The cloud allows us to centralize all IT systems and allows everyone to access them in a controlled way, at any time and from anywhere.  As a result, it makes exchanges between people easier and more fluid. It also improves companies’ efficiency while fostering the optimization of IT systems. In the old model, each employee uses his or her computer and this is not necessarily efficient, neither in terms of cost nor in terms of maintenance, or performance. The use of cloud technologies improves these aspects and allows a better exchange between the actors since the cloud and the computer systems are accessible from anywhere and at any time, and there are no security problems, loss of data, loss of physical hardware, etc. Clouds are generally subject to extremely rigorous standards.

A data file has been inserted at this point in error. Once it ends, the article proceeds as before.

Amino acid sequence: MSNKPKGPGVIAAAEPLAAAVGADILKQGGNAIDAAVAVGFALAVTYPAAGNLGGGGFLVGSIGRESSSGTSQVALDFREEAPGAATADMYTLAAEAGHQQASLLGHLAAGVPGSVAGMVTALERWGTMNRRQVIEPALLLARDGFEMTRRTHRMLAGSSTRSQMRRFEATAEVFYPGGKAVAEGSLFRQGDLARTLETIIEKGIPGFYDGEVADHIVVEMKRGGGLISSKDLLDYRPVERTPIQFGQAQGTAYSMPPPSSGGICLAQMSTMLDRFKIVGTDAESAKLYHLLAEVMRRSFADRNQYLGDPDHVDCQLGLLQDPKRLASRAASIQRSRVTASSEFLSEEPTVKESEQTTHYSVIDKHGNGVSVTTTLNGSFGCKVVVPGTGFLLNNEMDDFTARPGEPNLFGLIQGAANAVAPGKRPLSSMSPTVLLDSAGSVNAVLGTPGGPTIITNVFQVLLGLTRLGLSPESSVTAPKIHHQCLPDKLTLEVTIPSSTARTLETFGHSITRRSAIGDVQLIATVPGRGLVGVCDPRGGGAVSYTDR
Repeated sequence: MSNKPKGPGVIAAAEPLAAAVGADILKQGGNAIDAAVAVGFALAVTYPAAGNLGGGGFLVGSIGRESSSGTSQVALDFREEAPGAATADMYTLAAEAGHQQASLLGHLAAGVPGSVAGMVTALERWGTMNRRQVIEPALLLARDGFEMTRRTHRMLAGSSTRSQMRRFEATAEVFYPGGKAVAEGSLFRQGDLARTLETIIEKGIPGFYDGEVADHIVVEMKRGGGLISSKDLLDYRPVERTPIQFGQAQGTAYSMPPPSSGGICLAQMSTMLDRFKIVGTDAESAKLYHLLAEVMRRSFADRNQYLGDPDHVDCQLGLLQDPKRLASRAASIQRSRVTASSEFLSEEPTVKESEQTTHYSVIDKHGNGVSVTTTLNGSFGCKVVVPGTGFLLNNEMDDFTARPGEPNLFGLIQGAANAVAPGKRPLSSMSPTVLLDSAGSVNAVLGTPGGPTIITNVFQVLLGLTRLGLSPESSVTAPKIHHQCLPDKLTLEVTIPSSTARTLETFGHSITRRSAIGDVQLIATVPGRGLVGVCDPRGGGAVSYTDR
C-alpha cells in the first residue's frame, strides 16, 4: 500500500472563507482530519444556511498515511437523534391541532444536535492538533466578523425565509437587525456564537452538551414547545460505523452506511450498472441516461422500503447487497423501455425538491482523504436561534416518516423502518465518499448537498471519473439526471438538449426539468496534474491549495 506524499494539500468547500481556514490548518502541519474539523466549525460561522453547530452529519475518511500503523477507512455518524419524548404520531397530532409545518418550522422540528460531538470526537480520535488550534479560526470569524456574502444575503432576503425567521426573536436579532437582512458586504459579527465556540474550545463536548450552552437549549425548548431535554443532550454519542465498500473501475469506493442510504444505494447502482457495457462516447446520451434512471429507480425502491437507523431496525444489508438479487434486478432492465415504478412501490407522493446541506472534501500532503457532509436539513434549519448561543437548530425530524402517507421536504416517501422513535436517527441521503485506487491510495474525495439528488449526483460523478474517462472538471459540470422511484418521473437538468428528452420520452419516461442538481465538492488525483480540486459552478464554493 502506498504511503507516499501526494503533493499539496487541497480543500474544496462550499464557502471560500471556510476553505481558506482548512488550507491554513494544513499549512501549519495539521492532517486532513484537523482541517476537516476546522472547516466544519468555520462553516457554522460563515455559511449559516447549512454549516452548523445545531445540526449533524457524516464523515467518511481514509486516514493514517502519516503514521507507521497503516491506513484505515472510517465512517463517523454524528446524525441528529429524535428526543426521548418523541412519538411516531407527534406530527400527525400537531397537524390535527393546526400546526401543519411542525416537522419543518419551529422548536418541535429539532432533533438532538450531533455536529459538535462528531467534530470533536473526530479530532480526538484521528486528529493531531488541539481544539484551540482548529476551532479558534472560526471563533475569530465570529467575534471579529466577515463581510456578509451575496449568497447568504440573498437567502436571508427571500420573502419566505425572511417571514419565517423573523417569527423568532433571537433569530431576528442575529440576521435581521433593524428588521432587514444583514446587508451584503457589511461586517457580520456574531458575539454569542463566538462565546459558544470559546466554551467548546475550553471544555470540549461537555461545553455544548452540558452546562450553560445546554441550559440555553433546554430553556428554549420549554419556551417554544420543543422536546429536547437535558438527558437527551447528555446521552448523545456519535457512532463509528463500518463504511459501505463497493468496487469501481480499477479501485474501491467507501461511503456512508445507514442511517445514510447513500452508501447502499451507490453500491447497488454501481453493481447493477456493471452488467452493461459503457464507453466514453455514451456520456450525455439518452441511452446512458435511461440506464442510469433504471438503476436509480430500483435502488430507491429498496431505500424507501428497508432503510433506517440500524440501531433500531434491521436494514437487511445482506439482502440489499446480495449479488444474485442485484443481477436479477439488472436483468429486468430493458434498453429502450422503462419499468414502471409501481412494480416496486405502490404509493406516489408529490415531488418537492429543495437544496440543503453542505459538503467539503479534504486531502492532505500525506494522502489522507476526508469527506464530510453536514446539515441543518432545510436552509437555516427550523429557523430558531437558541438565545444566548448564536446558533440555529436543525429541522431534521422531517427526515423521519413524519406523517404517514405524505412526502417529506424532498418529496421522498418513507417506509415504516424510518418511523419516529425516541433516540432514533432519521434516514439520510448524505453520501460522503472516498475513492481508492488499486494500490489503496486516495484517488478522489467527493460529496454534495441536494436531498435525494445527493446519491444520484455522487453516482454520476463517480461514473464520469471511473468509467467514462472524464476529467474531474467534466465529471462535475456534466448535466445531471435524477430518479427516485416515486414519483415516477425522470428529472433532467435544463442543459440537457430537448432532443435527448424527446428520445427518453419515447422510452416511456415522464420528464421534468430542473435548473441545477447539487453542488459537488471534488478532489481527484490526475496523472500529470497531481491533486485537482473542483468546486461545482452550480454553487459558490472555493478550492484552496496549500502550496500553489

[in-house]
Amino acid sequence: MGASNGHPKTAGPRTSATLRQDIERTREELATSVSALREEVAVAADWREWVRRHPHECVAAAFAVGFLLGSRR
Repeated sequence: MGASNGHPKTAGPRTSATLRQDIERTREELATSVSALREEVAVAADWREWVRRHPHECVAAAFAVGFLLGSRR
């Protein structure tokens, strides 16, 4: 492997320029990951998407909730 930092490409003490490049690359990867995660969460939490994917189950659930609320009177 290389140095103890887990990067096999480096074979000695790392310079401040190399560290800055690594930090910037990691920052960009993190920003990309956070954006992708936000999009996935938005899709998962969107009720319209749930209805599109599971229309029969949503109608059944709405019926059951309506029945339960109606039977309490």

Cloud computing also offers companies international exposure. For example, an Ivorian startup can sell its services in Singapore without having to deal with geographical constraints. It can access its systems anywhere in the world with the cloud and just present its offers. 

In practical terms, how does Huawei support African startups’ cloud adoption? 

We have launched a support program essentially forced on cloud technologies. The program called Spark selects start-ups that are offered several incentives depending on their categories.  They will receive cloud, artificial intelligence, software, and other tech training since with artificial intelligence, one can improve cloud capabilities. We will also train the startups on how to better use cloud technologies for business operations. We will also subsidize them, give them free access to Huawei's public cloud, and finally provide them with visibility in major events that Huawei takes part in to connect them with our partners, customers, investors, etc. so that they can grow.

What are the countries that have welcomed the program and what are its ambitions for 2023?  

The program was launched at the end of last year. In its first stage, it was launched in Egypt, Morocco, and Tunisia. This year, new countries are targeted, including Côte d’Ivoire, Cameroon, and Senegal.